I came up with Micro-Functional Tonality so that I could use a language that would address more advanced chord progressions, found primarily in late-romanticism, French impressionism and 20th century American folk music in a way that treated these idioms as part of a larger whole, and less as exceptions/extensions of common practice tonality. These advanced progressions are also found in Renaissance music and Baroque music but they are often put in a category of their own, associated very loosely and unconvincingly to common place tonality. The term chromaticism is used often to lump these exceptions in a category that sets them apart from tonality. MFT (micro-functional tonality) treats non-traditional harmonies in the same way it treats ‘tonality.’ The same system is used to evaluate both seemingly disparate systems.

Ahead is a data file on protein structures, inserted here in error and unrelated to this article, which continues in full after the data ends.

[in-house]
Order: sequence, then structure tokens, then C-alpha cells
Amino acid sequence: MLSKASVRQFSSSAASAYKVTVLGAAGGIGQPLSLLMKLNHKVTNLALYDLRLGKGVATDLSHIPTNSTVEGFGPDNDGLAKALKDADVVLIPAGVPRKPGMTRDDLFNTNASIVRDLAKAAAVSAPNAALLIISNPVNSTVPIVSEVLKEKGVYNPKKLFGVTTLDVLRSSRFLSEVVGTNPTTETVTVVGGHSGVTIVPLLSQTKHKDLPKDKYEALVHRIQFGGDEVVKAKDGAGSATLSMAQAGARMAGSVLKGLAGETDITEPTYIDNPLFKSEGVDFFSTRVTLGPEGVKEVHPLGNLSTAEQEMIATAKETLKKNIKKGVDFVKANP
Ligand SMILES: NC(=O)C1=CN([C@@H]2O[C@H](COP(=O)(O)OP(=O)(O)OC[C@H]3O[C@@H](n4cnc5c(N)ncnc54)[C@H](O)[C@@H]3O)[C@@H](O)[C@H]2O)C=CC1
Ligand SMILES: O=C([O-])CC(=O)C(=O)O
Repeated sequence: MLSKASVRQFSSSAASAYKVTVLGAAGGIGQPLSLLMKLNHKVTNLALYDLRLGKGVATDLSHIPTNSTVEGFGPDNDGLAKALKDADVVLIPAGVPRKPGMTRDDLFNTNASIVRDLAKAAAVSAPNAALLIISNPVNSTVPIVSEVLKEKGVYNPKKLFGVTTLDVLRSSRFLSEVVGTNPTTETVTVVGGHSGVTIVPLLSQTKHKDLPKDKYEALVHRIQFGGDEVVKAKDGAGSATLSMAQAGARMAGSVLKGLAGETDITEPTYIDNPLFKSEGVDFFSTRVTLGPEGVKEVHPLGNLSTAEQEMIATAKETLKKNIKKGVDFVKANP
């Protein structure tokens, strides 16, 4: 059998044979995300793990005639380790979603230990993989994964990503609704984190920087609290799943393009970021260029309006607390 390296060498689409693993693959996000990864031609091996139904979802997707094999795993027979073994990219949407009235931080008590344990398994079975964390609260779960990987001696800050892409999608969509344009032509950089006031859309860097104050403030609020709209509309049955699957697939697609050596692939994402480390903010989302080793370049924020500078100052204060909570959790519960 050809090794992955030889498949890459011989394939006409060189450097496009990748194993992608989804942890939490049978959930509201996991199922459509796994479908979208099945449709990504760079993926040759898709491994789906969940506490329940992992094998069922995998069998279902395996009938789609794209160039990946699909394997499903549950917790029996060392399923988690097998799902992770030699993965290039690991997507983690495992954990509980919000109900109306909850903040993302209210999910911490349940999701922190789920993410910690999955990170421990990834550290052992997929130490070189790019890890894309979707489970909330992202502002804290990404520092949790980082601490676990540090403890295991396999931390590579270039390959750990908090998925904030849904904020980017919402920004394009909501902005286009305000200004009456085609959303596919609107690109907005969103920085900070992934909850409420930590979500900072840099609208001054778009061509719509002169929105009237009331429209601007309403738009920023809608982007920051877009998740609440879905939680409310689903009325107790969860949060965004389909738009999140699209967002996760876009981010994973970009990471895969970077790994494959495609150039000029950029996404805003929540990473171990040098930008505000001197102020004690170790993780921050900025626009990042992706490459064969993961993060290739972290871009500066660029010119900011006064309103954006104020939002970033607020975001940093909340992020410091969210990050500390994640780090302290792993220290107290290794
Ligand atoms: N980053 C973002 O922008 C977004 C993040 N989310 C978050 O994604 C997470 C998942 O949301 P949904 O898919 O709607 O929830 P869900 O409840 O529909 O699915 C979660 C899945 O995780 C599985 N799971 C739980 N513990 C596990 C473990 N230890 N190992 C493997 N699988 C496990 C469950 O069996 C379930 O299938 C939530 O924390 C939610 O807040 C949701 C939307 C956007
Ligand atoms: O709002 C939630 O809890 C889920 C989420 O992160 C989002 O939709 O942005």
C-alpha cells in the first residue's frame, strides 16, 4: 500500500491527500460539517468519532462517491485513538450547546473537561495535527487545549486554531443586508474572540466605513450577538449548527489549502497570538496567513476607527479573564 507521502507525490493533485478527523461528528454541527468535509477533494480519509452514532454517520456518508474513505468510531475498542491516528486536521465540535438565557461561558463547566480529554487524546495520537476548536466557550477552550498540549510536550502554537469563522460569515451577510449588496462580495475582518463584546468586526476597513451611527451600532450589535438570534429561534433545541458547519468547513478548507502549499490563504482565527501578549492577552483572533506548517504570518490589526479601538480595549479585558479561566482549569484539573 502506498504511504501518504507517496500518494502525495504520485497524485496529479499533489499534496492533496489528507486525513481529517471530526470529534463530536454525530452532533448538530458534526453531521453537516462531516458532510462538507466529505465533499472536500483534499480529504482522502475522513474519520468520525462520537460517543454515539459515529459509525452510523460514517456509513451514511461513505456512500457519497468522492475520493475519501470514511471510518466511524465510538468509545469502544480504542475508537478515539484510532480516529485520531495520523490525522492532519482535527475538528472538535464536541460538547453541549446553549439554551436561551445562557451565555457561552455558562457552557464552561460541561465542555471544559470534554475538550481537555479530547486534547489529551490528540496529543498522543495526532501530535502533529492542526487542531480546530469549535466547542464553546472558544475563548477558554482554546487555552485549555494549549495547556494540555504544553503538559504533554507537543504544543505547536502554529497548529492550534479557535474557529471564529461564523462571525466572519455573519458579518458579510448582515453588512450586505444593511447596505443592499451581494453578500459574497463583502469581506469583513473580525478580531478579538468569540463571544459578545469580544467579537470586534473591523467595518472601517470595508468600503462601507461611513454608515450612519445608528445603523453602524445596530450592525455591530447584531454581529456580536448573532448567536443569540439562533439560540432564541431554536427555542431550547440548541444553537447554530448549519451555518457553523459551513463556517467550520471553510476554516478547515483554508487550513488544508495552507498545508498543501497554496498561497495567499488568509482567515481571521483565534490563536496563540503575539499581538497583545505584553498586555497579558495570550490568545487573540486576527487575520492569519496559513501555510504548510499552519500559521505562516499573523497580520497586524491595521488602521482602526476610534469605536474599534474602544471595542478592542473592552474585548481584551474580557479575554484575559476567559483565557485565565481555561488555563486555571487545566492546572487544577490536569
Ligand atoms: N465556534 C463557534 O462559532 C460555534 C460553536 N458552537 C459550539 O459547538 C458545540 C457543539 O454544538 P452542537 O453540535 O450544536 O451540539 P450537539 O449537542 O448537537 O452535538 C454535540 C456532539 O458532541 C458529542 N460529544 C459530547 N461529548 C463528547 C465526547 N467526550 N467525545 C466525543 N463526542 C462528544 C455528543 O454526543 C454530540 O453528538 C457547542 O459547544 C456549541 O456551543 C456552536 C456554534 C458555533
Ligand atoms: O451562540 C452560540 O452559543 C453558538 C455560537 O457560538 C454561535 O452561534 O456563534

MFT (micro-functional tonality) supposes that tonal relations are really only established on a chord to chord basis and that a major or minor key is a bi-product of a more complex system of inter-relations.
Besides my own private research into the subject, I also write music that demonstrates this system. In the end, however, I am humbly reminded that this theory is really only a musical, theoretical explanation into the working of my own compositions. I do however believe that this theory, which I use to compose, helps explain to me, in a straight forward way, harmonic techniques of other composers.